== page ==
What are the top tips you'd give to anyone looking to start, run and grow a business today?

My top 3 tips for anyone aspiring to go full-time with photography or even step into destination photography are these things:

  1. Know yourself and know who your ideal client is. You have to know what you're bringing to the table besides pretty photos because that's a dime a dozen nowadays. Are you specializing in travel plans to Las Vegas? Are you empowering alt-couples to have their most intimate and unique days, and do you specifically only serve that demographic? Perhaps you've got the superpower of making high-strung people forget their strings and actually feel relaxed and confident in front of the camera. Whatever it is, know what your unique value proposition is and bring it EVERY SINGLE TIME. The second part of this is knowing who your perfect ideal client is. What is their pain point? How are you solving that problem for them? Who exactly are these people? The more specific, the better because no one that ever said 'everyone's my ideal client' had the type of success that folks who niche and know their audience and client do.
  2. Get a payroll specialist and an accountant that works specifically with small businesses. Your first few years will probably be losses as you're spending all the money you make to put back into your business. With the mysterious tax changes that happen every presidential change, having a specialist on your side to ensure that you are getting the max amount of write-offs and protection is important. I also recommend hiring a payroll specialist to deal specifically with your actual payroll. When the day comes to finance something, you can just pull out your W2 from your business to prove your income rather than bringing in a massive pile of bank statements and receipts to prove that you're scraping by.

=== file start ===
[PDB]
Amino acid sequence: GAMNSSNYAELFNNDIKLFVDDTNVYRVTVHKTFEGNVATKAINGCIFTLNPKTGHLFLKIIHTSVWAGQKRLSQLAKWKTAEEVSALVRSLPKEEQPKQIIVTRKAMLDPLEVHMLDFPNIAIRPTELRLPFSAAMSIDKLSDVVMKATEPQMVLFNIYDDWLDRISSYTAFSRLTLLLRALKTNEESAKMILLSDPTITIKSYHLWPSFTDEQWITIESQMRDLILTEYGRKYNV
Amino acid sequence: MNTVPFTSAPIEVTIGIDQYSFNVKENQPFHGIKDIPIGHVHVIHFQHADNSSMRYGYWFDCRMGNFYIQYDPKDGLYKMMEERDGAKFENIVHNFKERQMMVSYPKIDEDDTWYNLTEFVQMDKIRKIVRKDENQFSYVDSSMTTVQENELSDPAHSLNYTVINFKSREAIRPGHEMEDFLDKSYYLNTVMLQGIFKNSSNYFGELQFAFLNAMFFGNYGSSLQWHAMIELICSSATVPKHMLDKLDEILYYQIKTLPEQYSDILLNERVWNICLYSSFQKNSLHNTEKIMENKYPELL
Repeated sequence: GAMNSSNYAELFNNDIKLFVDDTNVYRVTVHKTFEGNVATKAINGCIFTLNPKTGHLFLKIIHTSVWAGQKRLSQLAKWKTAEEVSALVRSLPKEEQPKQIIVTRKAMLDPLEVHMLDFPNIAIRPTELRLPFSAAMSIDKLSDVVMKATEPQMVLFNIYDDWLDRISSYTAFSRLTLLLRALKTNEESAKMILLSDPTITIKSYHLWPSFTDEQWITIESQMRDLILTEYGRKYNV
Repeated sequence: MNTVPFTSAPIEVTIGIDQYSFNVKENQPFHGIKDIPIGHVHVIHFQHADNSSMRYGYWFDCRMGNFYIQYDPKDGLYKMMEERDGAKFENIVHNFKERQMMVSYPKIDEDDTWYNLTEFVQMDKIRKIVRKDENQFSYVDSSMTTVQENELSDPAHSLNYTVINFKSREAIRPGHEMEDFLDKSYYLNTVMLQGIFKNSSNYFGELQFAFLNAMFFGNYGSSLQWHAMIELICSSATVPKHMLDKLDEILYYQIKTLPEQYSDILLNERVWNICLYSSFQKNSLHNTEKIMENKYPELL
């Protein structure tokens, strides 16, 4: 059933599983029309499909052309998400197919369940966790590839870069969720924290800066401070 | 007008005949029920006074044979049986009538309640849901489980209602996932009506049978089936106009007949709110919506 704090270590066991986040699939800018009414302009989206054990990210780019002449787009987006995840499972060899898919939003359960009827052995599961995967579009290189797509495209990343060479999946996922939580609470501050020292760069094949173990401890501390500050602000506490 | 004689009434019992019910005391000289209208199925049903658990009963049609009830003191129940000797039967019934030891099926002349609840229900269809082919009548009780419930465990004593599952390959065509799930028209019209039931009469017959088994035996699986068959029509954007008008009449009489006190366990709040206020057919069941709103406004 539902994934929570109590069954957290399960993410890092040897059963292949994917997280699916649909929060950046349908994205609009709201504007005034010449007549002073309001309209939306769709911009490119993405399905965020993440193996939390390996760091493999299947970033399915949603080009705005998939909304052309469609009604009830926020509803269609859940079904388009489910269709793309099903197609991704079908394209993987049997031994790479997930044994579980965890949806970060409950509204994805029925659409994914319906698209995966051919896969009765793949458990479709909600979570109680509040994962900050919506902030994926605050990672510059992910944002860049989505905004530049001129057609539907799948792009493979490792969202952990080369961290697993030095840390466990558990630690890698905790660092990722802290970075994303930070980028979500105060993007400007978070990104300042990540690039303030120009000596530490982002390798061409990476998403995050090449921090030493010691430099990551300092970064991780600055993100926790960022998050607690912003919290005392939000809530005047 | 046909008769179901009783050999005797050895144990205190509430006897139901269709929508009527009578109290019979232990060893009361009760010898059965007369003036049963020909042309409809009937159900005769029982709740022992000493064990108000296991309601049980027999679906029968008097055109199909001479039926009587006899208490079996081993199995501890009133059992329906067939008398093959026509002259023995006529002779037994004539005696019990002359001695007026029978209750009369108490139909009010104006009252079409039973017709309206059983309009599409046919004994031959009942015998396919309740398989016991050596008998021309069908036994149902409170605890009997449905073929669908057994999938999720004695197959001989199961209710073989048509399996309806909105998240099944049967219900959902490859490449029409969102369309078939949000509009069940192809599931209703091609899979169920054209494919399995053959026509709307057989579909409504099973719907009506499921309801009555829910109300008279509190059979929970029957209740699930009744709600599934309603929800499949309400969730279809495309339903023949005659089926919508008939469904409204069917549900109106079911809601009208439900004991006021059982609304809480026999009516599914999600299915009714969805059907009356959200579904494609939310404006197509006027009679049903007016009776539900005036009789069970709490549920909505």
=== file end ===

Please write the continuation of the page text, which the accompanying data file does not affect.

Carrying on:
3. Outsource the stuff that you hate. There will come a time when you're making enough money to start paying others to do things for you. Whether it be editing, marketing, or even correspondence, outsourcing will give you more time for your personal life, and that's going to be important as your business grows. In the long run, it'll also allow you to grow your business further because you'll have more time for bigger ideas over tedious and small non-money-making tasks.
  4. Be sure to turn it off. And by that, I mean be sure to stop working at some point. I know it feels like the world is going to burn down, and every person is going to pass you by if you don't work 25/8. But I promise you that they will still be there, and keeping your personal life a priority and the relationships you have in your life at the forefront of everything will ensure you have a solid team of support for the ups and downs.

Where can people find you and your business?


If you like what you've read here and have your own story as a solo or small business entrepreneur that you'd like to share, then please answer these interview questions. We'd love to feature your journey on these pages.